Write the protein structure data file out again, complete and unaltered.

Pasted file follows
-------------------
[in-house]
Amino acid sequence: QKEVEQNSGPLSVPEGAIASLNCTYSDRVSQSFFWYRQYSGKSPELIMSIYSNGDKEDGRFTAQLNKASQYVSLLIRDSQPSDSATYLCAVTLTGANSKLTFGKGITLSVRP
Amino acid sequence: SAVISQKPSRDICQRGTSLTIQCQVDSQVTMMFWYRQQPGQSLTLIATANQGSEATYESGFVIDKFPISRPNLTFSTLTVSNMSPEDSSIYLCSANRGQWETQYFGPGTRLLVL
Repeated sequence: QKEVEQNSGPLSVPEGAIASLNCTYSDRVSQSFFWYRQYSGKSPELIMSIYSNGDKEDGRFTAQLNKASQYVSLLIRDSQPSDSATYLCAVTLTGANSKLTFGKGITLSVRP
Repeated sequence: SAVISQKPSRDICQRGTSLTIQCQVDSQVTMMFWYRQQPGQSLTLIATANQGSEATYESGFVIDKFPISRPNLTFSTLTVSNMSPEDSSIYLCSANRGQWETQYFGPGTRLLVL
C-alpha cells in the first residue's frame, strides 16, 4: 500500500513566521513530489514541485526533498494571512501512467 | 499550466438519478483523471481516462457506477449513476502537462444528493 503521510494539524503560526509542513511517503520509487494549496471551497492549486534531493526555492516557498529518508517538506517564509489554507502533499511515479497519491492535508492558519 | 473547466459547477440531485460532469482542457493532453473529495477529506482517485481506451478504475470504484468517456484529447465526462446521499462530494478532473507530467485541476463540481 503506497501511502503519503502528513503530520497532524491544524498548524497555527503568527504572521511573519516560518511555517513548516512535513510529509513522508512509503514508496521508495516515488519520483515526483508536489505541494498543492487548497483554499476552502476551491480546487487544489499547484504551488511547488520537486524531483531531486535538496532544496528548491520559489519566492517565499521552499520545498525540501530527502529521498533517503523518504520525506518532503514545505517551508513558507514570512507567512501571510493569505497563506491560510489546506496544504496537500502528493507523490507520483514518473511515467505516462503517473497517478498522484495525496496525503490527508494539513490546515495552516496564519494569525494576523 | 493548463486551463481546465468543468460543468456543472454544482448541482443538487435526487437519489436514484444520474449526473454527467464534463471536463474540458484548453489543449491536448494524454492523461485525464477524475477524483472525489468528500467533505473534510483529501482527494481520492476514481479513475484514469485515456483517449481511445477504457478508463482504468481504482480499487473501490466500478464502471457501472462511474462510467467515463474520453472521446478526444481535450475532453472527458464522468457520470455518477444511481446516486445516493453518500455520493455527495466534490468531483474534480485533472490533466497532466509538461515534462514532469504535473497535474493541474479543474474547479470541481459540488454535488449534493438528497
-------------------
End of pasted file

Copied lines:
[in-house]
Amino acid sequence: QKEVEQNSGPLSVPEGAIASLNCTYSDRVSQSFFWYRQYSGKSPELIMSIYSNGDKEDGRFTAQLNKASQYVSLLIRDSQPSDSATYLCAVTLTGANSKLTFGKGITLSVRP
Amino acid sequence: SAVISQKPSRDICQRGTSLTIQCQVDSQVTMMFWYRQQPGQSLTLIATANQGSEATYESGFVIDKFPISRPNLTFSTLTVSNMSPEDSSIYLCSANRGQWETQYFGPGTRLLVL
Repeated sequence: QKEVEQNSGPLSVPEGAIASLNCTYSDRVSQSFFWYRQYSGKSPELIMSIYSNGDKEDGRFTAQLNKASQYVSLLIRDSQPSDSATYLCAVTLTGANSKLTFGKGITLSVRP
Repeated sequence: SAVISQKPSRDICQRGTSLTIQCQVDSQVTMMFWYRQQPGQSLTLIATANQGSEATYESGFVIDKFPISRPNLTFSTLTVSNMSPEDSSIYLCSANRGQWETQYFGPGTRLLVL
C-alpha cells in the first residue's frame, strides 16, 4: 500500500513566521513530489514541485526533498494571512501512467 | 499550466438519478483523471481516462457506477449513476502537462444528493 503521510494539524503560526509542513511517503520509487494549496471551497492549486534531493526555492516557498529518508517538506517564509489554507502533499511515479497519491492535508492558519 | 473547466459547477440531485460532469482542457493532453473529495477529506482517485481506451478504475470504484468517456484529447465526462446521499462530494478532473507530467485541476463540481 503506497501511502503519503502528513503530520497532524491544524498548524497555527503568527504572521511573519516560518511555517513548516512535513510529509513522508512509503514508496521508495516515488519520483515526483508536489505541494498543492487548497483554499476552502476551491480546487487544489499547484504551488511547488520537486524531483531531486535538496532544496528548491520559489519566492517565499521552499520545498525540501530527502529521498533517503523518504520525506518532503514545505517551508513558507514570512507567512501571510493569505497563506491560510489546506496544504496537500502528493507523490507520483514518473511515467505516462503517473497517478498522484495525496496525503490527508494539513490546515495552516496564519494569525494576523 | 493548463486551463481546465468543468460543468456543472454544482448541482443538487435526487437519489436514484444520474449526473454527467464534463471536463474540458484548453489543449491536448494524454492523461485525464477524475477524483472525489468528500467533505473534510483529501482527494481520492476514481479513475484514469485515456483517449481511445477504457478508463482504468481504482480499487473501490466500478464502471457501472462511474462510467467515463474520453472521446478526444481535450475532453472527458464522468457520470455518477444511481446516486445516493453518500455520493455527495466534490468531483474534480485533472490533466497532466509538461515534462514532469504535473497535474493541474479543474474547479470541481459540488454535488449534493438528497